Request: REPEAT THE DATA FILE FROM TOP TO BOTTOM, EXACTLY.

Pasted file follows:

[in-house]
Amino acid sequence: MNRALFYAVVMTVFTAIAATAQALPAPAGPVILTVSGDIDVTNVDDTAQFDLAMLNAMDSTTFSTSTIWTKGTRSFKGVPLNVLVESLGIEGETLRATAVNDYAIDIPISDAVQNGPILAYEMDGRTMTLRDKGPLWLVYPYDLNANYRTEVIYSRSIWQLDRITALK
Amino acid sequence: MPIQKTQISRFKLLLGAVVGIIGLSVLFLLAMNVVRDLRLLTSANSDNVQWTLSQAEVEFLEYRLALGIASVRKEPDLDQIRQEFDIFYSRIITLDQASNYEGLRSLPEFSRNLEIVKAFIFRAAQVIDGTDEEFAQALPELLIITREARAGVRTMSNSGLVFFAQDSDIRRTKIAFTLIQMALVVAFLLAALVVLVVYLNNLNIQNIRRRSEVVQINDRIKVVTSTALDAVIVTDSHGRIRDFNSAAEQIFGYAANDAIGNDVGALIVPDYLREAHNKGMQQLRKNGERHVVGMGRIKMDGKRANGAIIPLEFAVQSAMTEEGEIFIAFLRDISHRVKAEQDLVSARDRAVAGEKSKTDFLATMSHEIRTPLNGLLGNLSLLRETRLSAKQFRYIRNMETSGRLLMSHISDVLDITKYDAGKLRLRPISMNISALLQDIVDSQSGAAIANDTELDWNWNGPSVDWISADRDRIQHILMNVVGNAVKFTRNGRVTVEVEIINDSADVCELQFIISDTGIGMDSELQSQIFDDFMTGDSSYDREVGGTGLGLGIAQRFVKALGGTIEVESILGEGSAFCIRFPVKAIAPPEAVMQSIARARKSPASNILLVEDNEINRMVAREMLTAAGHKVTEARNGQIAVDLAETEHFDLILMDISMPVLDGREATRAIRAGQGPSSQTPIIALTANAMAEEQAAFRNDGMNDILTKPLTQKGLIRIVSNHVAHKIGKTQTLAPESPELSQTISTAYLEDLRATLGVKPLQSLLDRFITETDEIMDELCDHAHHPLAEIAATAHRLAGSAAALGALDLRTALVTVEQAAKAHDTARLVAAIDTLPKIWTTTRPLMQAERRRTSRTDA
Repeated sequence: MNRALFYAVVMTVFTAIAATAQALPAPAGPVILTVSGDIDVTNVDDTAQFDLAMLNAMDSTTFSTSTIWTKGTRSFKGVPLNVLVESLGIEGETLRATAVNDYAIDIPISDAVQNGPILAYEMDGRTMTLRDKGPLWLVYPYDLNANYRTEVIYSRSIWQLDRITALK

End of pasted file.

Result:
[in-house]
Amino acid sequence: MNRALFYAVVMTVFTAIAATAQALPAPAGPVILTVSGDIDVTNVDDTAQFDLAMLNAMDSTTFSTSTIWTKGTRSFKGVPLNVLVESLGIEGETLRATAVNDYAIDIPISDAVQNGPILAYEMDGRTMTLRDKGPLWLVYPYDLNANYRTEVIYSRSIWQLDRITALK
Amino acid sequence: MPIQKTQISRFKLLLGAVVGIIGLSVLFLLAMNVVRDLRLLTSANSDNVQWTLSQAEVEFLEYRLALGIASVRKEPDLDQIRQEFDIFYSRIITLDQASNYEGLRSLPEFSRNLEIVKAFIFRAAQVIDGTDEEFAQALPELLIITREARAGVRTMSNSGLVFFAQDSDIRRTKIAFTLIQMALVVAFLLAALVVLVVYLNNLNIQNIRRRSEVVQINDRIKVVTSTALDAVIVTDSHGRIRDFNSAAEQIFGYAANDAIGNDVGALIVPDYLREAHNKGMQQLRKNGERHVVGMGRIKMDGKRANGAIIPLEFAVQSAMTEEGEIFIAFLRDISHRVKAEQDLVSARDRAVAGEKSKTDFLATMSHEIRTPLNGLLGNLSLLRETRLSAKQFRYIRNMETSGRLLMSHISDVLDITKYDAGKLRLRPISMNISALLQDIVDSQSGAAIANDTELDWNWNGPSVDWISADRDRIQHILMNVVGNAVKFTRNGRVTVEVEIINDSADVCELQFIISDTGIGMDSELQSQIFDDFMTGDSSYDREVGGTGLGLGIAQRFVKALGGTIEVESILGEGSAFCIRFPVKAIAPPEAVMQSIARARKSPASNILLVEDNEINRMVAREMLTAAGHKVTEARNGQIAVDLAETEHFDLILMDISMPVLDGREATRAIRAGQGPSSQTPIIALTANAMAEEQAAFRNDGMNDILTKPLTQKGLIRIVSNHVAHKIGKTQTLAPESPELSQTISTAYLEDLRATLGVKPLQSLLDRFITETDEIMDELCDHAHHPLAEIAATAHRLAGSAAALGALDLRTALVTVEQAAKAHDTARLVAAIDTLPKIWTTTRPLMQAERRRTSRTDA
Repeated sequence: MNRALFYAVVMTVFTAIAATAQALPAPAGPVILTVSGDIDVTNVDDTAQFDLAMLNAMDSTTFSTSTIWTKGTRSFKGVPLNVLVESLGIEGETLRATAVNDYAIDIPISDAVQNGPILAYEMDGRTMTLRDKGPLWLVYPYDLNANYRTEVIYSRSIWQLDRITALK